Toughie 969

Toughie No 969 by Osmosis

You lucky people!

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BD Rating – Difficulty ****Enjoyment ***

A typical Osmosis puzzle with, for me, no stand-out clues.

Please leave a comment telling us what you thought. You can also add your assessment by selecting from one to five stars at the bottom of the post.

Across

1a    Yank after gold in China or another country (8)
{PORTUGAL} – a yank or pull after the heraldic term for gold all inside a china or mate

6a    Meagrely-stocked supermarket with vacuous service (6)
{SPARSE} – an international retail chain and franchise followed by ServicE without its inner letters (vacuous)

9a    Ladies’ fingers one’s seen on seat, wiping off bit of eclair (6)
{BHINDI} – the name used in Indian cookery for ladies’ fingers or okra is derived from I (one) after a seat or posterior without (wiping off) the E (bit of éclair)

10a    Soldier retraced a launch’s curve (8)
{PARABOLA} – an airborne soldier followed by the A from the clue and a verb meaning to launch or throw both reversed (retraced)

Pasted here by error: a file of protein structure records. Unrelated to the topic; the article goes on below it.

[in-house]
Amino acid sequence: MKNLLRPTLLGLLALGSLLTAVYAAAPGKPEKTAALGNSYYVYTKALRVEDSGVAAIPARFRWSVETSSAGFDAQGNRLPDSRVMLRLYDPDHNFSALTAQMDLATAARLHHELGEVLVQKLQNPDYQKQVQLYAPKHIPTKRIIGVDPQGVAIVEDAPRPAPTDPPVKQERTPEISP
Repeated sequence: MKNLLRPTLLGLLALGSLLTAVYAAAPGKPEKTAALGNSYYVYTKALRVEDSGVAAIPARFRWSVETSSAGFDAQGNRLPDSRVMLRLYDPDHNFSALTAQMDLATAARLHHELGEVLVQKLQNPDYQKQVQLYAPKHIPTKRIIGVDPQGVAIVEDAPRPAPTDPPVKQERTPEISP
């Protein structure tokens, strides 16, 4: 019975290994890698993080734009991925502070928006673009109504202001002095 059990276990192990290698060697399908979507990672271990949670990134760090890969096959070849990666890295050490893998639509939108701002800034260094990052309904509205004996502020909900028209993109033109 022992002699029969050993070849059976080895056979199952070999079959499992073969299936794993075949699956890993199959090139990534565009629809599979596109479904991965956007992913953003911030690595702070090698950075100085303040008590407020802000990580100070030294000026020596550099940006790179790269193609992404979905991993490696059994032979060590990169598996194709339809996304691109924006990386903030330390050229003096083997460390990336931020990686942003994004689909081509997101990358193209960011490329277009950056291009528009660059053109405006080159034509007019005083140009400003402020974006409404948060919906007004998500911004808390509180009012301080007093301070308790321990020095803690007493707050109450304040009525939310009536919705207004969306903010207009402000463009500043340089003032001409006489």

11a    Crushing defeat settled later in court (8)
{WATERLOO} – the name of the site of Napoleon’s last battle is now used for any crushing defeat – put an anagram (settled) of LATER inside a verb meaning to court or try to win the affection of a lady

12a    Fantasy books given as gift (6)
{TALENT} – a fantasy or story followed by some books of the Bible

13a    Private American leaves coach with the German comedian (5,7)
{TOMMY TRINDER} – army slang for a private followed by a verb meaning to coach or instruct without (leaves) the A(merican) and the German definite article

16a    Mistress imparted fervent kiss to one’s ear? (3,2,3,4)
{BIT ON THE SIDE} – this phrase could possibly mean imparted a fervent kiss to one’s ear

19a    English runner somewhat old to oust American (6)
{ROTHER} – start with a word meaning somewhat and insert O(ld) in place of (to oust) the A(merican)

21a    Open Maurice’s outside bar when converted, dividing beer (8)
{AMENABLE} – the outer letters of MauricE and the reversal (when converted) of a bar or prohibition all inside a beer

23a    Smart lecturer dips into supplies for section of bookshop (5,3)
{CHICK LIT} – an adjective meaning smart followed by L(ecturer) inside (dips into) some supplies

24a    Commotion surrounds resistance shown by X Factor expert (6)
{ADROIT} – a commotion around R(esistance) followed by the “X factor” or appeal

25a    Firm close to capacity making metal front (6)
{STEELY} – the final letter of capacitY after a metal

26a    Rogue adversely starts to alter crops — part of GM industry? (8)